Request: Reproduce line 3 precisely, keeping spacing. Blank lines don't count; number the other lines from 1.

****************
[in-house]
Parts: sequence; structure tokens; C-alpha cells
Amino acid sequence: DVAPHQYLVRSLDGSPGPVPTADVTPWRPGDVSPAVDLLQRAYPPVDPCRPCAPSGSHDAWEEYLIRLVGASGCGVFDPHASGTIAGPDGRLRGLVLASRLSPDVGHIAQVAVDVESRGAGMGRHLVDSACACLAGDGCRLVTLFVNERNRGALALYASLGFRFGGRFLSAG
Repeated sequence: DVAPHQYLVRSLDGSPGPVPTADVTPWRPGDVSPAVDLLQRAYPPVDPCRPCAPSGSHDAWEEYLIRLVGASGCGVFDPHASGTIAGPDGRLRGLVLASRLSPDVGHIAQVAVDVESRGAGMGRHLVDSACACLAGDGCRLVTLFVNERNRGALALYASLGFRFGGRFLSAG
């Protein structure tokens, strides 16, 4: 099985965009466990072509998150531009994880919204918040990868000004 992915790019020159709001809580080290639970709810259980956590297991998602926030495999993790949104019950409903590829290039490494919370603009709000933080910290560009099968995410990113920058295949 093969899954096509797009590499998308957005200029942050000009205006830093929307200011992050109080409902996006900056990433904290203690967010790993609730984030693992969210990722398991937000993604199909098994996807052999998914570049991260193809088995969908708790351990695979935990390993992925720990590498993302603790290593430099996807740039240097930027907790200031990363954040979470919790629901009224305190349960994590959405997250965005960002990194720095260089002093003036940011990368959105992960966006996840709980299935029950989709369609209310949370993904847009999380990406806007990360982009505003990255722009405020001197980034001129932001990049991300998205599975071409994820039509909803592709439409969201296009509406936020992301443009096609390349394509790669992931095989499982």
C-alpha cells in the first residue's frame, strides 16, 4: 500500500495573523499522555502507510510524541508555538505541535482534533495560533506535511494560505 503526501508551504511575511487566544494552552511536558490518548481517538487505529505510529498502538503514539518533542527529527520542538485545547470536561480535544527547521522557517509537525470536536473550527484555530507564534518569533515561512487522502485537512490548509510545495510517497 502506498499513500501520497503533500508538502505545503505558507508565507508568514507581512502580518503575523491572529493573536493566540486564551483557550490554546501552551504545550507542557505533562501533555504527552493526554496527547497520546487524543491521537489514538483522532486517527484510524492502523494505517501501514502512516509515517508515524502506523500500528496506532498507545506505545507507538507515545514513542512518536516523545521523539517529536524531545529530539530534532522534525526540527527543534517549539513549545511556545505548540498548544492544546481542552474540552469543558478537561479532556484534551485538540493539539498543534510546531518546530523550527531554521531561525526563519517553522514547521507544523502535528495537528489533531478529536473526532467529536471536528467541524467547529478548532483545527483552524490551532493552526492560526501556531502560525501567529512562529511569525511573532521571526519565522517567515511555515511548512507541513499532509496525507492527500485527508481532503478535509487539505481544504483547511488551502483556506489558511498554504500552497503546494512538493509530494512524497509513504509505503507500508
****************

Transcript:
Amino acid sequence: DVAPHQYLVRSLDGSPGPVPTADVTPWRPGDVSPAVDLLQRAYPPVDPCRPCAPSGSHDAWEEYLIRLVGASGCGVFDPHASGTIAGPDGRLRGLVLASRLSPDVGHIAQVAVDVESRGAGMGRHLVDSACACLAGDGCRLVTLFVNERNRGALALYASLGFRFGGRFLSAG